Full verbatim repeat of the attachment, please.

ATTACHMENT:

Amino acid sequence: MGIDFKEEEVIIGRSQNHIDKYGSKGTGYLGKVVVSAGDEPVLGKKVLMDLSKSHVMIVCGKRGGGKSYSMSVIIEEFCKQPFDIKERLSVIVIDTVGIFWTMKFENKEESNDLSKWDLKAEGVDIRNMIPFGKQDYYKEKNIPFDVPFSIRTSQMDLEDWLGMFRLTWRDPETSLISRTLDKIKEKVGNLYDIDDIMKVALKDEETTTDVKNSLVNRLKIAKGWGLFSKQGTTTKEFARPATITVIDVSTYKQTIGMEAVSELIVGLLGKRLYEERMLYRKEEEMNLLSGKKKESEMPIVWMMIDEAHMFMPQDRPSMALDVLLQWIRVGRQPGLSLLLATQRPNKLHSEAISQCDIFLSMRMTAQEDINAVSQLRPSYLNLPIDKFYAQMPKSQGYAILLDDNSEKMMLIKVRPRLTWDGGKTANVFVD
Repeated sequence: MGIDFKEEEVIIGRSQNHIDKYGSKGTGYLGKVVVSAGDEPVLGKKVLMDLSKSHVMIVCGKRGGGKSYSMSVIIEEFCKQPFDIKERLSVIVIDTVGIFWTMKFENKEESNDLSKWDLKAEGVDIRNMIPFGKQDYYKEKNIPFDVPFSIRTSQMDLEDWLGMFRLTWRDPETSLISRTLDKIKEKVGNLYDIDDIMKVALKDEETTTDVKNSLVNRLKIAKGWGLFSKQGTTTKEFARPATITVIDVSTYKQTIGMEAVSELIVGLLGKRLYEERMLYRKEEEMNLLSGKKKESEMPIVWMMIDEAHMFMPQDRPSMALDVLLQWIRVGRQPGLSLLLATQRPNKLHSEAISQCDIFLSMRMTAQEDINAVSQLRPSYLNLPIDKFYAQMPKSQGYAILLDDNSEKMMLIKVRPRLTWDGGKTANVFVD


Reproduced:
Amino acid sequence: MGIDFKEEEVIIGRSQNHIDKYGSKGTGYLGKVVVSAGDEPVLGKKVLMDLSKSHVMIVCGKRGGGKSYSMSVIIEEFCKQPFDIKERLSVIVIDTVGIFWTMKFENKEESNDLSKWDLKAEGVDIRNMIPFGKQDYYKEKNIPFDVPFSIRTSQMDLEDWLGMFRLTWRDPETSLISRTLDKIKEKVGNLYDIDDIMKVALKDEETTTDVKNSLVNRLKIAKGWGLFSKQGTTTKEFARPATITVIDVSTYKQTIGMEAVSELIVGLLGKRLYEERMLYRKEEEMNLLSGKKKESEMPIVWMMIDEAHMFMPQDRPSMALDVLLQWIRVGRQPGLSLLLATQRPNKLHSEAISQCDIFLSMRMTAQEDINAVSQLRPSYLNLPIDKFYAQMPKSQGYAILLDDNSEKMMLIKVRPRLTWDGGKTANVFVD
Repeated sequence: MGIDFKEEEVIIGRSQNHIDKYGSKGTGYLGKVVVSAGDEPVLGKKVLMDLSKSHVMIVCGKRGGGKSYSMSVIIEEFCKQPFDIKERLSVIVIDTVGIFWTMKFENKEESNDLSKWDLKAEGVDIRNMIPFGKQDYYKEKNIPFDVPFSIRTSQMDLEDWLGMFRLTWRDPETSLISRTLDKIKEKVGNLYDIDDIMKVALKDEETTTDVKNSLVNRLKIAKGWGLFSKQGTTTKEFARPATITVIDVSTYKQTIGMEAVSELIVGLLGKRLYEERMLYRKEEEMNLLSGKKKESEMPIVWMMIDEAHMFMPQDRPSMALDVLLQWIRVGRQPGLSLLLATQRPNKLHSEAISQCDIFLSMRMTAQEDINAVSQLRPSYLNLPIDKFYAQMPKSQGYAILLDDNSEKMMLIKVRPRLTWDGGKTANVFVD